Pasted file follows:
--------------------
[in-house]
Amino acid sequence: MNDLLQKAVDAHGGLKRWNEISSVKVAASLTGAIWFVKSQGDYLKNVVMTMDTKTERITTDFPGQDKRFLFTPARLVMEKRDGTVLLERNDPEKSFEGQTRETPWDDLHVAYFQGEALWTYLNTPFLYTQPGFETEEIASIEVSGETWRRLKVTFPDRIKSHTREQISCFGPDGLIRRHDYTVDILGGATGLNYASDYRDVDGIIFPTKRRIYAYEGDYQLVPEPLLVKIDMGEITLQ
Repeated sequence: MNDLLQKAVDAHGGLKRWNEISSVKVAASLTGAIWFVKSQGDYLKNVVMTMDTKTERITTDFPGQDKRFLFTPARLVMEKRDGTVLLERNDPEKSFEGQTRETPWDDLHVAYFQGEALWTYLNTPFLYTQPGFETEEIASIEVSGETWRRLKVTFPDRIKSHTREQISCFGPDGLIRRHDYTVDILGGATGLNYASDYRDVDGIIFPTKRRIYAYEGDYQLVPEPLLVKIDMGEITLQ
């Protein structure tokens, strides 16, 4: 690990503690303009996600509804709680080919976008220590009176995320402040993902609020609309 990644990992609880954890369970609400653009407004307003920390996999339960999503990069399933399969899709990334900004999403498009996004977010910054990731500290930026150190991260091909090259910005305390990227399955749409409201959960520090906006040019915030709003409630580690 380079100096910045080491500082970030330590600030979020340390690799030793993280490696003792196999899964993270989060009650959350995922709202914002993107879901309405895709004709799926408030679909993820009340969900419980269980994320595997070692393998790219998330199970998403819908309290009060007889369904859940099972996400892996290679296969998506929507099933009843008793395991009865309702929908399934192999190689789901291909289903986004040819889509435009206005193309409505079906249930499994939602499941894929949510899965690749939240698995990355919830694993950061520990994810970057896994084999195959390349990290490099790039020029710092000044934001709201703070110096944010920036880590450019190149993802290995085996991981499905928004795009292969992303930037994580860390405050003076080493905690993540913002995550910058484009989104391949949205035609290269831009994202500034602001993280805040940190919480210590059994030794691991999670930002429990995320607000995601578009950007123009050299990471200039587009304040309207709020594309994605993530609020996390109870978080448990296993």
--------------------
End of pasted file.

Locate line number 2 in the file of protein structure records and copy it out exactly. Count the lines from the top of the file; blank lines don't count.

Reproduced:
Amino acid sequence: MNDLLQKAVDAHGGLKRWNEISSVKVAASLTGAIWFVKSQGDYLKNVVMTMDTKTERITTDFPGQDKRFLFTPARLVMEKRDGTVLLERNDPEKSFEGQTRETPWDDLHVAYFQGEALWTYLNTPFLYTQPGFETEEIASIEVSGETWRRLKVTFPDRIKSHTREQISCFGPDGLIRRHDYTVDILGGATGLNYASDYRDVDGIIFPTKRRIYAYEGDYQLVPEPLLVKIDMGEITLQ